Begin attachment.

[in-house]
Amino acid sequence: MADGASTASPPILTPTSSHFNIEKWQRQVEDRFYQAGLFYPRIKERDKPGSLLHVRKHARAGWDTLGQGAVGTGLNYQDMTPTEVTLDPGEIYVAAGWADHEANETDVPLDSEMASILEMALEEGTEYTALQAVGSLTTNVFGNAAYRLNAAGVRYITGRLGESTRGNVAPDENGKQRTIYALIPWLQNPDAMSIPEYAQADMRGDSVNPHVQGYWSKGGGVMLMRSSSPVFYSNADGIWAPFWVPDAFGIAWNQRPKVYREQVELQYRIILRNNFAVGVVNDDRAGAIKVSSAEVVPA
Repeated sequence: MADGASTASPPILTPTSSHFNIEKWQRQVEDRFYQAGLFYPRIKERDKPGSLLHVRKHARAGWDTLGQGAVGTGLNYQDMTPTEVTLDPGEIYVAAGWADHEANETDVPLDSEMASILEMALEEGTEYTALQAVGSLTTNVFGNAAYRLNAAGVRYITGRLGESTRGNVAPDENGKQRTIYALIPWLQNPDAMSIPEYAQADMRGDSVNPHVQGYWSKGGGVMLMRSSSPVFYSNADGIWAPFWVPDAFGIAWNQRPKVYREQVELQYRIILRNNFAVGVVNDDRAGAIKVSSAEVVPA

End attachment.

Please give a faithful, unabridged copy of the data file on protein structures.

[in-house]
Amino acid sequence: MADGASTASPPILTPTSSHFNIEKWQRQVEDRFYQAGLFYPRIKERDKPGSLLHVRKHARAGWDTLGQGAVGTGLNYQDMTPTEVTLDPGEIYVAAGWADHEANETDVPLDSEMASILEMALEEGTEYTALQAVGSLTTNVFGNAAYRLNAAGVRYITGRLGESTRGNVAPDENGKQRTIYALIPWLQNPDAMSIPEYAQADMRGDSVNPHVQGYWSKGGGVMLMRSSSPVFYSNADGIWAPFWVPDAFGIAWNQRPKVYREQVELQYRIILRNNFAVGVVNDDRAGAIKVSSAEVVPA
Repeated sequence: MADGASTASPPILTPTSSHFNIEKWQRQVEDRFYQAGLFYPRIKERDKPGSLLHVRKHARAGWDTLGQGAVGTGLNYQDMTPTEVTLDPGEIYVAAGWADHEANETDVPLDSEMASILEMALEEGTEYTALQAVGSLTTNVFGNAAYRLNAAGVRYITGRLGESTRGNVAPDENGKQRTIYALIPWLQNPDAMSIPEYAQADMRGDSVNPHVQGYWSKGGGVMLMRSSSPVFYSNADGIWAPFWVPDAFGIAWNQRPKVYREQVELQYRIILRNNFAVGVVNDDRAGAIKVSSAEVVPA